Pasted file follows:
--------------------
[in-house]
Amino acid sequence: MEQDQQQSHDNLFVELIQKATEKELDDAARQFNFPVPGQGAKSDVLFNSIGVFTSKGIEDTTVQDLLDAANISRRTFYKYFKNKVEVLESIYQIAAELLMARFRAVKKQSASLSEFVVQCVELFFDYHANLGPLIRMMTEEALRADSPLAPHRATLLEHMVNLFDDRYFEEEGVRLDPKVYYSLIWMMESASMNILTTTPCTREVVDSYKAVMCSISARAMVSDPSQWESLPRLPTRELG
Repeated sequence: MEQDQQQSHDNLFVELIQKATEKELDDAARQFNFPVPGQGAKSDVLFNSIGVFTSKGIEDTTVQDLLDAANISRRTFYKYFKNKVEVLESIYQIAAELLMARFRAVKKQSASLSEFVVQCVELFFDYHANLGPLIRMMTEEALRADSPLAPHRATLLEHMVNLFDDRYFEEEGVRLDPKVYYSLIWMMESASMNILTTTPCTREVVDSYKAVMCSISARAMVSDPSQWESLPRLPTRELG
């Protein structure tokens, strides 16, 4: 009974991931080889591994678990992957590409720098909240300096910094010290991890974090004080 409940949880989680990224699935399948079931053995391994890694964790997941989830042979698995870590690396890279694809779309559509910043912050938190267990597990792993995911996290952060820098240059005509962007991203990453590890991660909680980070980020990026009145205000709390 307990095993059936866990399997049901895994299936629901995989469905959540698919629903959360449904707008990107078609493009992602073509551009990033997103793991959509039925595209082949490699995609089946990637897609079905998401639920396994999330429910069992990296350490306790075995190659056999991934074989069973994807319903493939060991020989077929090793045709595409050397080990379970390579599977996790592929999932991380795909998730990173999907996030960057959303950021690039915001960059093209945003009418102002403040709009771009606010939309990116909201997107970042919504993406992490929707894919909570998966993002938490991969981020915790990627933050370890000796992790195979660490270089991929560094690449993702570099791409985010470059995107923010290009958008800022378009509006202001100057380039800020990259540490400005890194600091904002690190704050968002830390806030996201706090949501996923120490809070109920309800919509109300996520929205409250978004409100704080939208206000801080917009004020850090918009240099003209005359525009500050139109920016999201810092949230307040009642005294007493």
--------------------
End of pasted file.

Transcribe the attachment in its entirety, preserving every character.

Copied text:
[in-house]
Amino acid sequence: MEQDQQQSHDNLFVELIQKATEKELDDAARQFNFPVPGQGAKSDVLFNSIGVFTSKGIEDTTVQDLLDAANISRRTFYKYFKNKVEVLESIYQIAAELLMARFRAVKKQSASLSEFVVQCVELFFDYHANLGPLIRMMTEEALRADSPLAPHRATLLEHMVNLFDDRYFEEEGVRLDPKVYYSLIWMMESASMNILTTTPCTREVVDSYKAVMCSISARAMVSDPSQWESLPRLPTRELG
Repeated sequence: MEQDQQQSHDNLFVELIQKATEKELDDAARQFNFPVPGQGAKSDVLFNSIGVFTSKGIEDTTVQDLLDAANISRRTFYKYFKNKVEVLESIYQIAAELLMARFRAVKKQSASLSEFVVQCVELFFDYHANLGPLIRMMTEEALRADSPLAPHRATLLEHMVNLFDDRYFEEEGVRLDPKVYYSLIWMMESASMNILTTTPCTREVVDSYKAVMCSISARAMVSDPSQWESLPRLPTRELG
């Protein structure tokens, strides 16, 4: 009974991931080889591994678990992957590409720098909240300096910094010290991890974090004080 409940949880989680990224699935399948079931053995391994890694964790997941989830042979698995870590690396890279694809779309559509910043912050938190267990597990792993995911996290952060820098240059005509962007991203990453590890991660909680980070980020990026009145205000709390 307990095993059936866990399997049901895994299936629901995989469905959540698919629903959360449904707008990107078609493009992602073509551009990033997103793991959509039925595209082949490699995609089946990637897609079905998401639920396994999330429910069992990296350490306790075995190659056999991934074989069973994807319903493939060991020989077929090793045709595409050397080990379970390579599977996790592929999932991380795909998730990173999907996030960057959303950021690039915001960059093209945003009418102002403040709009771009606010939309990116909201997107970042919504993406992490929707894919909570998966993002938490991969981020915790990627933050370890000796992790195979660490270089991929560094690449993702570099791409985010470059995107923010290009958008800022378009509006202001100057380039800020990259540490400005890194600091904002690190704050968002830390806030996201706090949501996923120490809070109920309800919509109300996520929205409250978004409100704080939208206000801080917009004020850090918009240099003209005359525009500050139109920016999201810092949230307040009642005294007493």